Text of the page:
The Broads Authority does not have a National Park designation, but is included in this set of statistics, as it is part of the National Parks family. The Broads Authority has similar responsibilities to NPAs, but with additional powers relating to navigation. In total there are 13 National Parks in England and Wales (including The Broads Authority).
In mid-2016, the mean population size of National Parks in England and Wales was approximately 31,400. However, National Park population totals vary greatly, as shown in Figure 10. The most populous National Park, the South Downs, has 115,936 people compared with only 1,947 in Northumberland National Park. National Parks estimates are classified as Experimental Statistics.
National Parks have an older age structure than the wider population of England and Wales. In mid-2016, the median age for National Parks within England and Wales varied from 48.3 in the South Downs to 56.4 in Exmoor. In contrast, the median age for England and Wales as a whole was 39.9.
Figure 11 shows the percentage of the population of each National Park aged 0 to 15, 16 to 64 and 65 or over. It shows that all 13 National Parks have a larger proportion of the population aged 65 or over than England and Wales as a whole. In mid-2016, the population of England and Wales aged 65 or over was18.0%, compared with 23.5% in Northumberland, 33.9% in Exmoor and 33.4% in The Broads Authority. Conversely, 19.0% of the population in England and Wales were aged 0 to 15 compared with only 10.7% in The Broads Authority and 11.5% in Exmoor.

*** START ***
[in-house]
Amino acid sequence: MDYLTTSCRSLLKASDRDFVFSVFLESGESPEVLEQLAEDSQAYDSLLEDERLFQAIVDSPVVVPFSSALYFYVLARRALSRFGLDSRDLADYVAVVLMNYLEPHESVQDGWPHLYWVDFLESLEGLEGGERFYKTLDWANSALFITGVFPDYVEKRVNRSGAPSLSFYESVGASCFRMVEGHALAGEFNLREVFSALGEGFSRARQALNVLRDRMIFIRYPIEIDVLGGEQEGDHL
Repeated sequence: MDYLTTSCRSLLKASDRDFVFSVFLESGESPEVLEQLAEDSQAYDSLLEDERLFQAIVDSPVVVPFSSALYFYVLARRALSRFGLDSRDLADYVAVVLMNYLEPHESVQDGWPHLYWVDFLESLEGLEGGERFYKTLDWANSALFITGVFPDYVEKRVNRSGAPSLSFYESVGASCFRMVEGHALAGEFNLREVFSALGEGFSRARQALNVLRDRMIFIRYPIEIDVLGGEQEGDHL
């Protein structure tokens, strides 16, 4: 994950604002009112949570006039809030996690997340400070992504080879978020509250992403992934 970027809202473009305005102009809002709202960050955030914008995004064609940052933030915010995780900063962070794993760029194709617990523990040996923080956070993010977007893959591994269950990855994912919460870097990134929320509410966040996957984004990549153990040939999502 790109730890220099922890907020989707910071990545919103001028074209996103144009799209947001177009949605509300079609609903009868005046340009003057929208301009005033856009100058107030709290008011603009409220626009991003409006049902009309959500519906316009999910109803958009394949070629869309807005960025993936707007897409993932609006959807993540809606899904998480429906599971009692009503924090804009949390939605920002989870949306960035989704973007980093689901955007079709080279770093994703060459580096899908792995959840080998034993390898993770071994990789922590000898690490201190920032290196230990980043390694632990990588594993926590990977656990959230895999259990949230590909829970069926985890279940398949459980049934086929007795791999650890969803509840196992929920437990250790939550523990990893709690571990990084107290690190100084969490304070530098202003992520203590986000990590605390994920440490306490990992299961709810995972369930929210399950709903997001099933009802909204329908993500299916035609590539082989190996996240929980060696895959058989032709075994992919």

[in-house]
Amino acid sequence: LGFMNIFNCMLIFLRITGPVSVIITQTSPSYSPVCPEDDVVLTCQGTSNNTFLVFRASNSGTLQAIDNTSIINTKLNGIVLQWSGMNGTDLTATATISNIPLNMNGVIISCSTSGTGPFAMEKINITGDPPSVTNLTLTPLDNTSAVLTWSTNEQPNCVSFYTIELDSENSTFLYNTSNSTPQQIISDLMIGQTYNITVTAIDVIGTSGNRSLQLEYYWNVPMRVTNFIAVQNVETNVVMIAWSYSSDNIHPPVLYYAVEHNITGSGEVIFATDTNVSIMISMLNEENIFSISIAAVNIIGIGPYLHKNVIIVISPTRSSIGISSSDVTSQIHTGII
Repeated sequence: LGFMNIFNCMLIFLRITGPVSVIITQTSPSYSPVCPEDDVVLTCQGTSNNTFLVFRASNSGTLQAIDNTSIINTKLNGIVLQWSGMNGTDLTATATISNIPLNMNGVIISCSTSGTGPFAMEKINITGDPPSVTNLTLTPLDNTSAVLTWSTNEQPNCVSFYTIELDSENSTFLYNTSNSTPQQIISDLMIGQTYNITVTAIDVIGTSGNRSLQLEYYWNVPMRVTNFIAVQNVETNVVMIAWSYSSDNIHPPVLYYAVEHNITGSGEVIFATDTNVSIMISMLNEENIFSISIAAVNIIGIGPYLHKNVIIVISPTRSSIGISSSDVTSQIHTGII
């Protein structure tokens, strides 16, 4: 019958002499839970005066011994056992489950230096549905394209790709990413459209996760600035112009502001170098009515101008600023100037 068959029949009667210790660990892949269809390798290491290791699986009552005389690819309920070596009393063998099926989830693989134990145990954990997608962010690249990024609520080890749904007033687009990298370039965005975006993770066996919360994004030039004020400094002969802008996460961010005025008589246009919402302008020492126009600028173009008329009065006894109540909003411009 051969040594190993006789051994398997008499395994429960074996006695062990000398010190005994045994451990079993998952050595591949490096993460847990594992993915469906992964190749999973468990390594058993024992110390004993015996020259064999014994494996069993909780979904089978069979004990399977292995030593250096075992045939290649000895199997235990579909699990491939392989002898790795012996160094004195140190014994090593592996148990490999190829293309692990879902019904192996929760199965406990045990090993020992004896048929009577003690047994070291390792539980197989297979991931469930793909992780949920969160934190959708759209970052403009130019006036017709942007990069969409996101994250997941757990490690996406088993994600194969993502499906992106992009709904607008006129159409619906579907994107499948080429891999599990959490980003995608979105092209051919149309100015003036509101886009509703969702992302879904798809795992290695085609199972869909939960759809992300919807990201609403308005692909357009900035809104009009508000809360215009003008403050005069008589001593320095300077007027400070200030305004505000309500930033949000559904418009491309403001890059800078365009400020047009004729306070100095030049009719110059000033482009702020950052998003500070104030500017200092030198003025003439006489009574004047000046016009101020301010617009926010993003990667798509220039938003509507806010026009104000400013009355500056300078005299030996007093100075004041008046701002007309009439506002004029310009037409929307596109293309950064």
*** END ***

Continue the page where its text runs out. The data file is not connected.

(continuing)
National Parks population density
Population density, that is, the number of people living per square kilometre, can be used to highlight how sparsely populated National Parks are in comparison with more urban population settlements.
In mid-2016, the population density of England and Wales was 387 persons per square kilometre. Northumberland National Park is the most sparsely populated area with a population density of two persons per square kilometre and the South Downs is the most densely populated area with 70 persons per square kilometre (Table 1).
Table 1: National Parks population density, England and Wales, mid-2016